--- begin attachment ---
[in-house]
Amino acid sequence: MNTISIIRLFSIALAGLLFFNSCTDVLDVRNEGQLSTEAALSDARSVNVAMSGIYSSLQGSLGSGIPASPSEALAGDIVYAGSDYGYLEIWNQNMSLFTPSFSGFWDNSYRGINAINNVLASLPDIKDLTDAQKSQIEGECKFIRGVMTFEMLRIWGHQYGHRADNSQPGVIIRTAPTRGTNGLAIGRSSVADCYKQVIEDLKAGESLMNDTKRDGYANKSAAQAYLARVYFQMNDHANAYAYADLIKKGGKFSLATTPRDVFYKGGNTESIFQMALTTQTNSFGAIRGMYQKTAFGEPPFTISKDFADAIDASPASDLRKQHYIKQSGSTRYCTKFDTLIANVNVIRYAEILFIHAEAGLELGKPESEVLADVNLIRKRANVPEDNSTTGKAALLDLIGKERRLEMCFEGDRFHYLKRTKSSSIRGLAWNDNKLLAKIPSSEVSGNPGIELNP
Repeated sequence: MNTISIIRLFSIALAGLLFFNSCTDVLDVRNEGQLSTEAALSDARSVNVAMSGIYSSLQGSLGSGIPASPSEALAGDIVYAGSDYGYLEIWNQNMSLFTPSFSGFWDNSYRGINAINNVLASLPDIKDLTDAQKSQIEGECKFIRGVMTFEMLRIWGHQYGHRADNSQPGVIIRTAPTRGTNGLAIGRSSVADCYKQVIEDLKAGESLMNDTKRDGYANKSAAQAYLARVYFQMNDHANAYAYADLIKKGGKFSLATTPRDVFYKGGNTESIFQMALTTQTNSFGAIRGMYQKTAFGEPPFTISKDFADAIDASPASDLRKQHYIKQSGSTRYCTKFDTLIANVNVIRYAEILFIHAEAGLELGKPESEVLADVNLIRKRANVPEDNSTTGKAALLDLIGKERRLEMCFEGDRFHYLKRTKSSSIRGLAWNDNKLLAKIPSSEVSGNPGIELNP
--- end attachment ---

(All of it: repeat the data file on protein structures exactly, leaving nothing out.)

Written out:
[in-house]
Amino acid sequence: MNTISIIRLFSIALAGLLFFNSCTDVLDVRNEGQLSTEAALSDARSVNVAMSGIYSSLQGSLGSGIPASPSEALAGDIVYAGSDYGYLEIWNQNMSLFTPSFSGFWDNSYRGINAINNVLASLPDIKDLTDAQKSQIEGECKFIRGVMTFEMLRIWGHQYGHRADNSQPGVIIRTAPTRGTNGLAIGRSSVADCYKQVIEDLKAGESLMNDTKRDGYANKSAAQAYLARVYFQMNDHANAYAYADLIKKGGKFSLATTPRDVFYKGGNTESIFQMALTTQTNSFGAIRGMYQKTAFGEPPFTISKDFADAIDASPASDLRKQHYIKQSGSTRYCTKFDTLIANVNVIRYAEILFIHAEAGLELGKPESEVLADVNLIRKRANVPEDNSTTGKAALLDLIGKERRLEMCFEGDRFHYLKRTKSSSIRGLAWNDNKLLAKIPSSEVSGNPGIELNP
Repeated sequence: MNTISIIRLFSIALAGLLFFNSCTDVLDVRNEGQLSTEAALSDARSVNVAMSGIYSSLQGSLGSGIPASPSEALAGDIVYAGSDYGYLEIWNQNMSLFTPSFSGFWDNSYRGINAINNVLASLPDIKDLTDAQKSQIEGECKFIRGVMTFEMLRIWGHQYGHRADNSQPGVIIRTAPTRGTNGLAIGRSSVADCYKQVIEDLKAGESLMNDTKRDGYANKSAAQAYLARVYFQMNDHANAYAYADLIKKGGKFSLATTPRDVFYKGGNTESIFQMALTTQTNSFGAIRGMYQKTAFGEPPFTISKDFADAIDASPASDLRKQHYIKQSGSTRYCTKFDTLIANVNVIRYAEILFIHAEAGLELGKPESEVLADVNLIRKRANVPEDNSTTGKAALLDLIGKERRLEMCFEGDRFHYLKRTKSSSIRGLAWNDNKLLAKIPSSEVSGNPGIELNP